This is the first time our hull has been inspected since launching in December last year. The fresh water within Whitehaven Harbour and cool seawater has kept growth to a minimum. The anodes, prop and hull looked pretty good. The remains of a plastic bag wrapped around our prop cutter was easily removed.
Not only is this a picturesque place to stop, it’s also convenient. At the small cove is a step landing. From here I can jump ashore to either walk along the coastal trails, or into town for groceries. There’s a visitor pontoon in the harbour where we can tie up the dinghy for a couple of hours. Not far up the hill from Fishcombe Cove is a laundromat, which are not easy to find outside of marinas. It’s free to anchor here and with the average cost for a marina berth between GBP30-40.00 per night, it makes sense to anchor as much as possible.
On a hot, humid sunny day as I walk up the steep roads with brightly coloured terraced houses, it reminds me a little of walking around St Georges in Grenada. Similar buildings from the same era I suppose.
The technique of trawling was first developed in Brixham and today Brixham remains a major fishing town. Near the ‘Golden Hind’ replica ship stands a statue of King William III (aka William Prince of Orange). With his Dutch army, protestant William invaded England in 1688 and ousted his father-in-law and Catholic incumbent, James.
Tor-bay is protected from southwest through to northwest winds, but fully exposed to the east. In the past ships would find refuge here from storms, or to stop to load supplies. Berry Head, the headland at the southeast of the bay, was a military site with guns positioned to defend naval ships during the various wars.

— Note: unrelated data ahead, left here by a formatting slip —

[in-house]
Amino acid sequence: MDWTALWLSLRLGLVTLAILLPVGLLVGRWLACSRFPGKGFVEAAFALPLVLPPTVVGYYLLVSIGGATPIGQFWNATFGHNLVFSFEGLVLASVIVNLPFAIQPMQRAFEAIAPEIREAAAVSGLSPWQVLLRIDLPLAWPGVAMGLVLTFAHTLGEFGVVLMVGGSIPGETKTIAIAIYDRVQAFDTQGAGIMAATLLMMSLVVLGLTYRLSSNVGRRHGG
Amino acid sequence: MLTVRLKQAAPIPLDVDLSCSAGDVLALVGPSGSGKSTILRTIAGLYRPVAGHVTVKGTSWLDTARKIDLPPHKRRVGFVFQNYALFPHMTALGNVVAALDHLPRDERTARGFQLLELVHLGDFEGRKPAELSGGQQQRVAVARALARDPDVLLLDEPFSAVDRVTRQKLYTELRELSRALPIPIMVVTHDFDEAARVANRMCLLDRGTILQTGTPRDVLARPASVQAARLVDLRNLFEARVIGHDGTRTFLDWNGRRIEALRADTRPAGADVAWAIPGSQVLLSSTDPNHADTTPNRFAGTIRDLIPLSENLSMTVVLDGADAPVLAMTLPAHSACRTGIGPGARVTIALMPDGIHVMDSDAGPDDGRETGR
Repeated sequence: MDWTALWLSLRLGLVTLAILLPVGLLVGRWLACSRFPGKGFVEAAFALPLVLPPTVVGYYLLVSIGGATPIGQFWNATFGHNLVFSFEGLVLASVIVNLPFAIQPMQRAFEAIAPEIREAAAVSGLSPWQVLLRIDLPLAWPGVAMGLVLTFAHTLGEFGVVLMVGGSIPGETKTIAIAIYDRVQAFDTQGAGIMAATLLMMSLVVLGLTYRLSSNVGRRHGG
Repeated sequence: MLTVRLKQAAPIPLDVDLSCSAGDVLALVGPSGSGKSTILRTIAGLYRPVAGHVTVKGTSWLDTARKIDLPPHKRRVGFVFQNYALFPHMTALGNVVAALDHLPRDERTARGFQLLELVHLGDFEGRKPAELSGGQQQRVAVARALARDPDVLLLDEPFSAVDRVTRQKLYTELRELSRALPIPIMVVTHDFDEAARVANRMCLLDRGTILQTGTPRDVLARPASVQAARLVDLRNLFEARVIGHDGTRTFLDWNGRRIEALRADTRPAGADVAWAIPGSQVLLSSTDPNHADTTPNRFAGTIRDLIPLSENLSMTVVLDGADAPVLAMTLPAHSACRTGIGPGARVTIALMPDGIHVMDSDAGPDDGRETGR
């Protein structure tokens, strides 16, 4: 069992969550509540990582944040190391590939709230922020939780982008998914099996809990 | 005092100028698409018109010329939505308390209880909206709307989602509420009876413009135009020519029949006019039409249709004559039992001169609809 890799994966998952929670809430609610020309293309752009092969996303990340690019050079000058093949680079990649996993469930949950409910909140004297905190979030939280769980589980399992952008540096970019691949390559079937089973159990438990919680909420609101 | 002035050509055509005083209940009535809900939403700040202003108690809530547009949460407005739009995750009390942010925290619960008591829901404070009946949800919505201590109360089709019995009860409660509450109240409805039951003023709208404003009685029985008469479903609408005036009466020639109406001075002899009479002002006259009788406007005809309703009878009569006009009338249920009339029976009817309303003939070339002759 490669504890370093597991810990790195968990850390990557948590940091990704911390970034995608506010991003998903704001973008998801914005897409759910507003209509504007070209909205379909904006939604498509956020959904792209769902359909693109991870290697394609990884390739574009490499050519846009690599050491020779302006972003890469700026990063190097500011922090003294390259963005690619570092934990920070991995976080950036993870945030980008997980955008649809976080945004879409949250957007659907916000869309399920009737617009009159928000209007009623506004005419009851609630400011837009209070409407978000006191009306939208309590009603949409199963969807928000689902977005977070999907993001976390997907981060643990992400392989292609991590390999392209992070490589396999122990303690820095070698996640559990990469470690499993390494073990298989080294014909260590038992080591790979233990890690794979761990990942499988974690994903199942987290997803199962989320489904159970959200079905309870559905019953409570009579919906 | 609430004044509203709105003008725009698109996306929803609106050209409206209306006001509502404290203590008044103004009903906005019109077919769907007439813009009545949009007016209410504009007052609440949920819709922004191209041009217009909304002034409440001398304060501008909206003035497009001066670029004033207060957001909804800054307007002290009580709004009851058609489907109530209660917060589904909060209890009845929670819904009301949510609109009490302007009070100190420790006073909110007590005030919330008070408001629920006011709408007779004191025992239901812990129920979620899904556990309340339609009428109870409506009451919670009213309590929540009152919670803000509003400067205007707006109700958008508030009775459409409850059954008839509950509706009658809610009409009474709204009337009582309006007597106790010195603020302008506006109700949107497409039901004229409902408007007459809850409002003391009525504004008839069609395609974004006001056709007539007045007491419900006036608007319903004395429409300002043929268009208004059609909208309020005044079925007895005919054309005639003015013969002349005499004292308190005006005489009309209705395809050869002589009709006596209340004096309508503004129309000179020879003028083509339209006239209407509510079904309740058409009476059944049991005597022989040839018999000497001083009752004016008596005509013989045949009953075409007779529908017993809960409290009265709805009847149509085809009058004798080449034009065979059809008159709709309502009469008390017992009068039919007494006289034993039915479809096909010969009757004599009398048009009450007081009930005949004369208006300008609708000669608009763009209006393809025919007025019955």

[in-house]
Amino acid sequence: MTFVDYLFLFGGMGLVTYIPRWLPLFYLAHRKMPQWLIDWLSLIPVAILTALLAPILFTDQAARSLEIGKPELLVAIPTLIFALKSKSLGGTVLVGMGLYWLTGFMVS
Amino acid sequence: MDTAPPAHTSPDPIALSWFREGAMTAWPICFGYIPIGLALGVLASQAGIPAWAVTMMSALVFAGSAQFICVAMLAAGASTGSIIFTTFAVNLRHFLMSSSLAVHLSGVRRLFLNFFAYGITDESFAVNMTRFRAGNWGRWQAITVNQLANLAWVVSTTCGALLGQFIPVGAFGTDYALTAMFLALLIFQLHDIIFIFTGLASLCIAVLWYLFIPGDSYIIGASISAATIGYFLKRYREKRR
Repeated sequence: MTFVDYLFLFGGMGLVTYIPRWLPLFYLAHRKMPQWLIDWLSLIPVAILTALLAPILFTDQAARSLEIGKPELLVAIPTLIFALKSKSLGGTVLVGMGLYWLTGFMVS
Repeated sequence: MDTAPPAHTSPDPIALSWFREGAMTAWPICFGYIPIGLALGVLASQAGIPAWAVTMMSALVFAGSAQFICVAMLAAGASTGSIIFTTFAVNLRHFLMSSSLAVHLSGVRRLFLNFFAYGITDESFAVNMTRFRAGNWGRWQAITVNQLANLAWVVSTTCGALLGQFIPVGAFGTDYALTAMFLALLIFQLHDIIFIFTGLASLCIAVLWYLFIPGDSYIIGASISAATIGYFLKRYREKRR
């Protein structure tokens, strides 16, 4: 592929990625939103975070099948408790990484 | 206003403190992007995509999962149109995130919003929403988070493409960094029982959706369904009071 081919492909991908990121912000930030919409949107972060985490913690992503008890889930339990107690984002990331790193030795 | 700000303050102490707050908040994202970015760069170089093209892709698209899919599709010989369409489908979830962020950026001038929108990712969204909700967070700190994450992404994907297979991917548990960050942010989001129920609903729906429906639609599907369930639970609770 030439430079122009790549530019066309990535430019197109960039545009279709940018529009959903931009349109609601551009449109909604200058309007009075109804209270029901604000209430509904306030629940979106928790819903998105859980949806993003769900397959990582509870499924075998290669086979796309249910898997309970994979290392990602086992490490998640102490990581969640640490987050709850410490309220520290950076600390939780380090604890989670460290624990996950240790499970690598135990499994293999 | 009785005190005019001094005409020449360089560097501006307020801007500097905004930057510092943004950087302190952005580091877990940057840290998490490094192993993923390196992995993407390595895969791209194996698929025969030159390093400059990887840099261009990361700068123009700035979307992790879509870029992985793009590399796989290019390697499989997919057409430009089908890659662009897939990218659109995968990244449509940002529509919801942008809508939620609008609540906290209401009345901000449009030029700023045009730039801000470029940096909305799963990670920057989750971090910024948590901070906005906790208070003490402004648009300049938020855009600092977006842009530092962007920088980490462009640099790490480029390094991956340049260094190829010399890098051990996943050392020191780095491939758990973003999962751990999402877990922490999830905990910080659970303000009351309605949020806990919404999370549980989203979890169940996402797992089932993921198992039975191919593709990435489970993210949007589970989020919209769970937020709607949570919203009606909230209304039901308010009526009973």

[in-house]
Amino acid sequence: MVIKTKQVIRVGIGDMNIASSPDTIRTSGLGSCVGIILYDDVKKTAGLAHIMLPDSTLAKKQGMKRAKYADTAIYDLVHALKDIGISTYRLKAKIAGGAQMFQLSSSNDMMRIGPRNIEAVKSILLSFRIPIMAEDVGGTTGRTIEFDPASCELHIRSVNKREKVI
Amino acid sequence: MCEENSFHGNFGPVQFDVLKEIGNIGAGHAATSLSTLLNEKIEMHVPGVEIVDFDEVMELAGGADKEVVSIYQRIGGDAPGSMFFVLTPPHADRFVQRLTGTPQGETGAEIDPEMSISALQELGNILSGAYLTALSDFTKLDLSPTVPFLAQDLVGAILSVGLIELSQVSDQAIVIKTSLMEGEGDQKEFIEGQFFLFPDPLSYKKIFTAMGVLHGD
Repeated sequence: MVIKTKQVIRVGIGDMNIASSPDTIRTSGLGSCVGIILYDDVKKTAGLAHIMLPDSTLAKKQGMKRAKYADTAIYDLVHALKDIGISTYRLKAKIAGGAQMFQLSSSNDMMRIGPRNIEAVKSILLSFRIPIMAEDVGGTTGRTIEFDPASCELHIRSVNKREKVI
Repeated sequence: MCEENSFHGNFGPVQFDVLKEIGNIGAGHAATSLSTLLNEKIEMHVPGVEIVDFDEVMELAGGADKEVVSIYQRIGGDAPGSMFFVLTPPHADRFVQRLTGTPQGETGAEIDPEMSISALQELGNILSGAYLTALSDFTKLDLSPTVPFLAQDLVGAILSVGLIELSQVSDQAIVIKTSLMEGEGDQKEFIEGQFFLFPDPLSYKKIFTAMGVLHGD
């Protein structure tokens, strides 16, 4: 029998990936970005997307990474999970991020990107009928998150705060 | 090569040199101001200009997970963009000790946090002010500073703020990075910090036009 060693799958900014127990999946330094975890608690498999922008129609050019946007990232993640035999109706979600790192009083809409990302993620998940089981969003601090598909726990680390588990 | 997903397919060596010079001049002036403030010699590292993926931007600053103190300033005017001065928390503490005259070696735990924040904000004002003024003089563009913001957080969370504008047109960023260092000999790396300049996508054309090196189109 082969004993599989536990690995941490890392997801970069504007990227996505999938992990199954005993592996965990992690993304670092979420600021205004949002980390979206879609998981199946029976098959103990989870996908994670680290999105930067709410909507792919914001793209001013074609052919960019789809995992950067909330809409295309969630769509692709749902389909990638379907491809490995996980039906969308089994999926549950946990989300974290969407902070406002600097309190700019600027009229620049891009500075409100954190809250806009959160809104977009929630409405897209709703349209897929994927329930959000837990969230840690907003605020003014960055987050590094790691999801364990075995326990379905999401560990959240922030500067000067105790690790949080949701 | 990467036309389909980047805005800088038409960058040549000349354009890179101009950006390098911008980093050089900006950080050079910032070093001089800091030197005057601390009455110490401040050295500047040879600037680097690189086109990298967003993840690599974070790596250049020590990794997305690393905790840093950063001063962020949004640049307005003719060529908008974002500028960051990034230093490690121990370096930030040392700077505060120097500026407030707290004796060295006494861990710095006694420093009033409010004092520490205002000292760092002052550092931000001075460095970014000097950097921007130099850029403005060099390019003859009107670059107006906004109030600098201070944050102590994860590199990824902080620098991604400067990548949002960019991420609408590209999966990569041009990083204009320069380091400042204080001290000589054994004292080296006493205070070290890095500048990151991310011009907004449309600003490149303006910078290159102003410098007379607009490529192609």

This year there are plenty of tourists around, few wearing face-masks. I imagine a typical summer would have many more people visiting these coastal towns. We are still required to wear masks in shops and on public transport.
Wayne’s just finished running the watermaker and our water tanks are full. We’ve managed to keep our batteries charged with a combination of solar, wind and Honda generator. Our wind generator worked a treat during Storm Ellen but at the height of the storm we had to turn it off as wind up to 50kn were too much.
The summer season is waning and Storm Ellen is a reminder that autumn isn’t far away. Soon we’ll continue our journey eastwards to explore the next interesting coastal town.